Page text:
State Department officials on Capitol Hill on Thursday conceded they had not done enough to protect the four Americans who died during a terrorist strike in Benghazi, Libya, and vowed to reform security for U.S. assets overseas.

The Sept. 11 terrorist attack on a U.S. consulate in Libya, where American Ambassador Christopher Stevens died, led to the downfall of President Obama's preferred candidate for secretary of state, Susan Rice, and just this week resulted in the resignation four State Department officials.

"We learned some very hard and painful lessons in Benghazi," Deputy Secretary of State William Burns told the Senate Foreign Relations Committee, outlining various changes in department policy. "We are already acting on them. We have to do better."

But after the congressional hearing Thursday, in which lawmakers reviewed a scathing report that faulted the State Department for a "security posture that was inadequate for Benghazi and grossly inadequate to deal with the attack," some wondered whether Obama, at least politically, had put the event in his rearview mirror.

"What else is there to do?" asked Aaron David Miller, a former Middle East negotiator and adviser to six secretaries of state. "It will hang around a while longer, but then given the focus on an enormous amount of other news, I'm not sure how far this goes."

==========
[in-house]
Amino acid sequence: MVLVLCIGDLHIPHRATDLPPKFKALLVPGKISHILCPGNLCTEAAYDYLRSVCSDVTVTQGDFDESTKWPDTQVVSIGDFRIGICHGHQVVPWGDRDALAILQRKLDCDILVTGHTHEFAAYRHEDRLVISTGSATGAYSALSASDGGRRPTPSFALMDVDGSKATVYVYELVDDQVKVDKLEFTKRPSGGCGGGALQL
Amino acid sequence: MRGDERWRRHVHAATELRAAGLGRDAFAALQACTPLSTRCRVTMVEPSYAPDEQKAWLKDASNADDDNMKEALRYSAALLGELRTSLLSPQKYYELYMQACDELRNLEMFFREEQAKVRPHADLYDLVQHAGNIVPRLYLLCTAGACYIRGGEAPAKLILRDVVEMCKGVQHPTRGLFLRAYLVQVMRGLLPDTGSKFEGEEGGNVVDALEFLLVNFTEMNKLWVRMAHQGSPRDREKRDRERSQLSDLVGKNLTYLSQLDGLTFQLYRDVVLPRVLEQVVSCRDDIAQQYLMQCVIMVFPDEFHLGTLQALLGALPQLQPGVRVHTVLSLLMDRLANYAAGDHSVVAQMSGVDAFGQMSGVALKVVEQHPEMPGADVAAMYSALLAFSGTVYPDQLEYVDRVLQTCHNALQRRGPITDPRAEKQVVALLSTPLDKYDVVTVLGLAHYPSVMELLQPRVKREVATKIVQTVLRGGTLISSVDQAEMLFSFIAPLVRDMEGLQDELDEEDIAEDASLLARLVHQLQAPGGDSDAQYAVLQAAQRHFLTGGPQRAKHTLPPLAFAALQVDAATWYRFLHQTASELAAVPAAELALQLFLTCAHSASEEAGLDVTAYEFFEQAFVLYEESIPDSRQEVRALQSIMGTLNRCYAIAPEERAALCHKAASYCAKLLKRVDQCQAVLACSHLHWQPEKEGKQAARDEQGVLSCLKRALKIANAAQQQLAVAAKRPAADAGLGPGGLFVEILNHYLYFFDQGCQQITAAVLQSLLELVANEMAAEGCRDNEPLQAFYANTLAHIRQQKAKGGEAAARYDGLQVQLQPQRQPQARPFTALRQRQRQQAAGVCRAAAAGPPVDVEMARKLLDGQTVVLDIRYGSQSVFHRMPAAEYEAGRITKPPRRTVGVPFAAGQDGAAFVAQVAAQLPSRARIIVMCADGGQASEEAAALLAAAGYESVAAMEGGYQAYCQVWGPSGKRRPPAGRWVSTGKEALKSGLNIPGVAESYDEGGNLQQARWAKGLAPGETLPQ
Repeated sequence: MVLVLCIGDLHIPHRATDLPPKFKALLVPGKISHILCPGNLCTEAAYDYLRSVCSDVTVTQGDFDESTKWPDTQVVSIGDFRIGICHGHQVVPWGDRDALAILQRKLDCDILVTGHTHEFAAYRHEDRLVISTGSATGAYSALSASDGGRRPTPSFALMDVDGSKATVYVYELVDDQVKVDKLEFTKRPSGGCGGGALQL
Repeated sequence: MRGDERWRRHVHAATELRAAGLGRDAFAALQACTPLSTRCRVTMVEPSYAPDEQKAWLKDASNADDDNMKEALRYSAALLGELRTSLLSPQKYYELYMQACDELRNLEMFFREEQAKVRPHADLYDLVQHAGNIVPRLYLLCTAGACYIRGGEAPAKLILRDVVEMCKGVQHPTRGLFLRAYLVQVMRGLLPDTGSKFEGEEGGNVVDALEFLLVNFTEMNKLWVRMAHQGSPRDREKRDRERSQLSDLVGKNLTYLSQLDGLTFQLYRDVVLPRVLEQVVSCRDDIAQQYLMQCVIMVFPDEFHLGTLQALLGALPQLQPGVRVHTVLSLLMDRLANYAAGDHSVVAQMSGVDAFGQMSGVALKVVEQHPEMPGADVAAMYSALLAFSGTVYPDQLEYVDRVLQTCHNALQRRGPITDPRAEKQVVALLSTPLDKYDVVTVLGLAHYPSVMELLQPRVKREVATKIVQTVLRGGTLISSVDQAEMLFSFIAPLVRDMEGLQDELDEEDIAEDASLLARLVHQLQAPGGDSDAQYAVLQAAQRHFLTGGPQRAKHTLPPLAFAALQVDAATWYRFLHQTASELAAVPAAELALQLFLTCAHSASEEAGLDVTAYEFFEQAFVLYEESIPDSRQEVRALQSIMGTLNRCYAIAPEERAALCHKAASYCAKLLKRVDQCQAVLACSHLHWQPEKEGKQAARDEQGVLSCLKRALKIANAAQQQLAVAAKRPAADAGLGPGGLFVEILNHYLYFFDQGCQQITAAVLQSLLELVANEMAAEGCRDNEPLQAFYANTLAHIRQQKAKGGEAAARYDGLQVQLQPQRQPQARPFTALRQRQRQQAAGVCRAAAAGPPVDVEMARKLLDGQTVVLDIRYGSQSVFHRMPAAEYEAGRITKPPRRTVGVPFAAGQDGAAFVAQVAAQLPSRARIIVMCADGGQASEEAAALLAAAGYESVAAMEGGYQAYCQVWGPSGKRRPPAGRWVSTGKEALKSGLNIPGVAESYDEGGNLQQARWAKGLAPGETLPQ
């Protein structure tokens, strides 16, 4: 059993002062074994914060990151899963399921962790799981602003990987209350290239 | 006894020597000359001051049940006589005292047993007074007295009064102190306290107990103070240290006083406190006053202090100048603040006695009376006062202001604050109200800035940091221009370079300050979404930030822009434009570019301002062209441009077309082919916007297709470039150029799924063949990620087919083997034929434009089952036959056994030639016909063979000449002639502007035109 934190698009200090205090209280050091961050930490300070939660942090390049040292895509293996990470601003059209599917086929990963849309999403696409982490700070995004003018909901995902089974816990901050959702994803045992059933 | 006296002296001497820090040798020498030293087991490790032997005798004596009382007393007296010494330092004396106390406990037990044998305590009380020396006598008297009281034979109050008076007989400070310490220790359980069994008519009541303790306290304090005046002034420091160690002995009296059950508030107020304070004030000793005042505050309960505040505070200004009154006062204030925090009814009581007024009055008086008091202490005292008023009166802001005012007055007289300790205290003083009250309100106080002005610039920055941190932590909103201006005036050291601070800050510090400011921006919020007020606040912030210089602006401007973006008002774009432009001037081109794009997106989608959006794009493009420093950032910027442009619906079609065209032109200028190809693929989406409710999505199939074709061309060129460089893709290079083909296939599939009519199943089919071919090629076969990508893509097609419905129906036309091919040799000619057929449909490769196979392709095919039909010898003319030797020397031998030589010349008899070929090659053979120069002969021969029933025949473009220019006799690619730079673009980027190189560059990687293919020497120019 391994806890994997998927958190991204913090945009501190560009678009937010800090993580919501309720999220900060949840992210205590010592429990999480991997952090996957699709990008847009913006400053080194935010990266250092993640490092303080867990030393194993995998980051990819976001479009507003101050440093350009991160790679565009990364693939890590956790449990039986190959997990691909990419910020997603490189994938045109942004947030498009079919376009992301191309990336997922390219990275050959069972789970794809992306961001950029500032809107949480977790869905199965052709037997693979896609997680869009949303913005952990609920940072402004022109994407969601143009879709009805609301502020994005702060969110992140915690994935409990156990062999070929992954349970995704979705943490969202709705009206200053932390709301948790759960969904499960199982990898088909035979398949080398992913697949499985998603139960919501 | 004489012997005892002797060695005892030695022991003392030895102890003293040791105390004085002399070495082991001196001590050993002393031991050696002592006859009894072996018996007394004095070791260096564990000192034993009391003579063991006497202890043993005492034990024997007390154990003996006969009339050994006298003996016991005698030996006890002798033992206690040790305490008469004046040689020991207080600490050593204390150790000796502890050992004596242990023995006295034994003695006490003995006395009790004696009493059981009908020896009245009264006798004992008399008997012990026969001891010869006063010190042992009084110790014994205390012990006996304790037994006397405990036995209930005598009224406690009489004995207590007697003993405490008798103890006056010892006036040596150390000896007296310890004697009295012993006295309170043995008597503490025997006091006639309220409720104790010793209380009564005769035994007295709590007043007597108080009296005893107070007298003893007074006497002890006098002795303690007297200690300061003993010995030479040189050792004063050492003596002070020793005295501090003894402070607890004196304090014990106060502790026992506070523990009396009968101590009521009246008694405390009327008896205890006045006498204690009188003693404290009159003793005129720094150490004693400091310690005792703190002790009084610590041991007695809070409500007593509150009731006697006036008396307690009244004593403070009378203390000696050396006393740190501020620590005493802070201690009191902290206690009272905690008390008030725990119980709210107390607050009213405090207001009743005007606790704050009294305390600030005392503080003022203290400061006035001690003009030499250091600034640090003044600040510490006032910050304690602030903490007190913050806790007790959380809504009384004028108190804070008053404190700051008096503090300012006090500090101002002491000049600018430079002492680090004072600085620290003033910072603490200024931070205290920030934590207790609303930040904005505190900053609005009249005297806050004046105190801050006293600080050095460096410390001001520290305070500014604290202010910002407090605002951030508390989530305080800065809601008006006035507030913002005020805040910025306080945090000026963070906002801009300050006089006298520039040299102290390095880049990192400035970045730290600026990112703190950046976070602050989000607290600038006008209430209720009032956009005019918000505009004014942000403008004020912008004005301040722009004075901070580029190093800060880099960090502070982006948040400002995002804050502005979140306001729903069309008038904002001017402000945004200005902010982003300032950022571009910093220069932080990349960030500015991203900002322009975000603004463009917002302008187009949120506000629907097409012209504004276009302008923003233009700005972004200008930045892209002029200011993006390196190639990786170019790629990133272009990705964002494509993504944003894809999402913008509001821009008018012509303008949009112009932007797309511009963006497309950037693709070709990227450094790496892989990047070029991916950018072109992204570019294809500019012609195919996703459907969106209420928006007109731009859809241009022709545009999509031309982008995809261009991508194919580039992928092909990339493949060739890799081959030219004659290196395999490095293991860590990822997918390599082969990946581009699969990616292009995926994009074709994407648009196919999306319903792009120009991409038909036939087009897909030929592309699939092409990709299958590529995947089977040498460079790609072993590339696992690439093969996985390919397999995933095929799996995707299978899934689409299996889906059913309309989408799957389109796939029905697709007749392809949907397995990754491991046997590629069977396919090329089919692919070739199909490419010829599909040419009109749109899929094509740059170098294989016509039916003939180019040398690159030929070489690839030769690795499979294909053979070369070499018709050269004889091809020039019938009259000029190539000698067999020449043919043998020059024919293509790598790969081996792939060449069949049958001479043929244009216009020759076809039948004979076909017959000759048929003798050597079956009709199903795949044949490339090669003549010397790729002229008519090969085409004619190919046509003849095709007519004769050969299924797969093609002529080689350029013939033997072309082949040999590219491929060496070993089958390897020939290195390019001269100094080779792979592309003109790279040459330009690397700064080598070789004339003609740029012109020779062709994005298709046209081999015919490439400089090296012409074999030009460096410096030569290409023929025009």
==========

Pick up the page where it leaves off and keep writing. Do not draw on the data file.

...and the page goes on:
Republicans have hammered the Obama administration for its handling of the violence, particularly its insistence that the attack was caused by a spontaneous reaction to an anti-Islam video -- an assertion soon proved false.

Outgoing Secretary of State Hillary Clinton, who missed Thursday's hearings for health reasons, is expected to testify next month. Obama has mostly weathered the controversy, and when it was suggested Thursday that the ousted State Department employees had "taken the fall" for senior officials, White House press Secretary Jay Carney became indignant.

"They're not taking the fall," Carney said. "Taking the fall suggests that this isn't accountability and responsibility -- that's what this is. What are you suggesting?"

The incident is a clear blemish for Clinton, who is routinely mentioned as a possible 2016 candidate for president. Obama, who invited lawmakers to "go after me" when criticizing the government response to Benghazi, rarely mentions the incident.

Even some of Obama's detractors doubt further political fallout from the terrorist strike.

"You hate to politicize this kind of event, but I worry that Obama dodged a bullet simply by calling for a review," said Matt Schlapp, former White House political director for President George W. Bush. "I worry that the political consequences aren't what they should be."

Rice, the U.S. ambassador to the United Nations, dropped out of contention for secretary of state largely because of intense Republican focus on her Sunday-show assessment of the Benghazi attacks. Now, Sen. John Kerry, D-Mass., who presided over the Senate hearing Thursday, is expected to replace Clinton.

On Thursday, the White House was looking to move on from the controversy.

"The president accepts the report," Carney said, "and wants every recommendation implemented."